The opioid crisis competes with the economy as the most pressing issue in rural America, according to a new poll conducted by NPR, the Robert Wood Johnson Foundation, and Harvard T.H. Chan School of Public Health. Experts met at the Chan School on Friday to assess the poll’s implications and propose solutions in a panel discussion moderated by NPR correspondent Joe Neel.
Robert Blendon, professor of health policy and political analysis, described the results as both surprising and disturbing.
“If you’re in the polling world, you rarely ever hear people say that the biggest problem in their community is a health problem,” he said.
But the U.S. opioid crisis is now so widespread that one of every four respondents knew someone who was affected. The data on drug use shows clear overlap with economic problems.
“Fifty-five percent of people said that the economy where they lived was fair or poor,” Blendon said. “So these are people looking across the street and not seeing a very hopeful point of view.”
Yet there is some optimism, as half of those interviewed said that they believe many problems could be addressed within five years. What citizens are hoping for, Blendon said, are long-term solutions — improved health care, strong public schools, and solid work opportunities.
“They want something that really sticks,” he said.
Former Ohio Gov. Ted Strickland said that he wasn’t surprised by the findings, as his state loses 14 people a day to drug addiction. “It is a huge problem and in my judgment, it has not been sufficiently recognized as such.”
While citing the need for robust treatment programs, Strickland emphasized that the crisis is tied to other issues.
“Housing issues, transportation issues, food insecurity problems — all of these are characteristic to rural areas and I think related to the opioid problem.”
David Terrell, executive director of the Indiana Communities Institute, agreed.
“The opioid crisis is really a symptom of a lot of other deep-seated issues, including the economy,” he said, adding that jobs alone will not solve the problem.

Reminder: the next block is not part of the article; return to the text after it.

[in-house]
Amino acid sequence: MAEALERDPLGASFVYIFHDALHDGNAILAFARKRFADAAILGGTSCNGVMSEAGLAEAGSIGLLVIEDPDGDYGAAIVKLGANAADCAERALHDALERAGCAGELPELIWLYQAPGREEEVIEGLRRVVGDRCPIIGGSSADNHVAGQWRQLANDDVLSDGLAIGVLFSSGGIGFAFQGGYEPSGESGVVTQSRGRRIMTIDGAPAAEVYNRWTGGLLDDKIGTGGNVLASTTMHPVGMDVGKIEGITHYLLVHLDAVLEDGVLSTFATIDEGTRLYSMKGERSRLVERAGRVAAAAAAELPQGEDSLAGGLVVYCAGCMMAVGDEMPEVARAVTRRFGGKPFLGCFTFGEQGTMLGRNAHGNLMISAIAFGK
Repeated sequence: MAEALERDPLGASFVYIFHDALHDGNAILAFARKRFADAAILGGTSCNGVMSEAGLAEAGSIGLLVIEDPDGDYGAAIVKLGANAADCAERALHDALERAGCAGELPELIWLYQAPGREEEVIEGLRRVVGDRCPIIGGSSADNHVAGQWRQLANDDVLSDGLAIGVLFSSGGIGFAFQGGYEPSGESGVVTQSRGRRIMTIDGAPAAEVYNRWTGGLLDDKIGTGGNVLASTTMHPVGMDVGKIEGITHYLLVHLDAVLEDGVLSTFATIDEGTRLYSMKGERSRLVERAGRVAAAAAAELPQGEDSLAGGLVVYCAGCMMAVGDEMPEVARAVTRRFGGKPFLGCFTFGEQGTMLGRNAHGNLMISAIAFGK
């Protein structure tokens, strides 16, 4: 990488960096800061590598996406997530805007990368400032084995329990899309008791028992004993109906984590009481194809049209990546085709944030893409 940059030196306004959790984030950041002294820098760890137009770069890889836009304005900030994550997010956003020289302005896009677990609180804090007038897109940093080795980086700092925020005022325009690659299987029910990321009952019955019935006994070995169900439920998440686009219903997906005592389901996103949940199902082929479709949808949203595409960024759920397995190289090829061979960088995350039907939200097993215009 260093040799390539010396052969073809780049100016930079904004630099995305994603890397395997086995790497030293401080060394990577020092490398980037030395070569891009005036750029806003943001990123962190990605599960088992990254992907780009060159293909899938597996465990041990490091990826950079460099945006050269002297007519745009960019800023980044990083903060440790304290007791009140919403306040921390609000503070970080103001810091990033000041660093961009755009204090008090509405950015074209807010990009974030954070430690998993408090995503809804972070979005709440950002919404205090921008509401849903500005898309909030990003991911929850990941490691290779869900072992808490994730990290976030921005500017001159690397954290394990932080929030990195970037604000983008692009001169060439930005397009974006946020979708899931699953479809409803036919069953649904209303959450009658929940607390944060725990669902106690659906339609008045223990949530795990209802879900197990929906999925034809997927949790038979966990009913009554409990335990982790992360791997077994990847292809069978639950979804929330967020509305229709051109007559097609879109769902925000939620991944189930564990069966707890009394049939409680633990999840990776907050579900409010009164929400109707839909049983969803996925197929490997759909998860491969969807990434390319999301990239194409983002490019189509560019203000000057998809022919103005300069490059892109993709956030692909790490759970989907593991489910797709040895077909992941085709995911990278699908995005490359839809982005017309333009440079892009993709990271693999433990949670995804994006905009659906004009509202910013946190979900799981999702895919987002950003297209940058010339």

“Business attraction in and of itself is not the panacea for communities,” Terrell said. “People want to live in viable communities that have strong physical infrastructure, strong and robust schools.”
Katrina Badger, program officer at the Robert Wood Johnson Foundation, went a step further, pointing to studies that illustrate how the social stability of a community affects its health and economic strength.
“We know from research that social connectedness — between families and neighbors, looking out for each other in times of need — really leads to longer lives and better health and well-being.”
One positive development, the panel noted, is strong public support for drug treatment, rather than imprisonment — a marked change from attitudes during the crack epidemic of the 1980s.
“Minority communities believe that the first epidemic, which impacted them more greatly, got a different response from the president on down,” Blendon said. “But [we learned that] filling prisons didn’t solve the problem.”
To make inroads against the opioid crisis, the country needs to implement a comprehensive plan of training, treatment, and education, the panelists agreed. Strickland recalled once picking up a hitchhiker while driving to teach a class; the man turned out to be on his way to treatment for addiction.
“He told me he had just gotten out of prison,” Strickland said. “He told me he was alienated from his daughter. He said to me, ‘I wish I had a car because it would be easier to get a job.’ I think about that fellow a lot. I think he illustrates part of the problems that people in rural areas face.”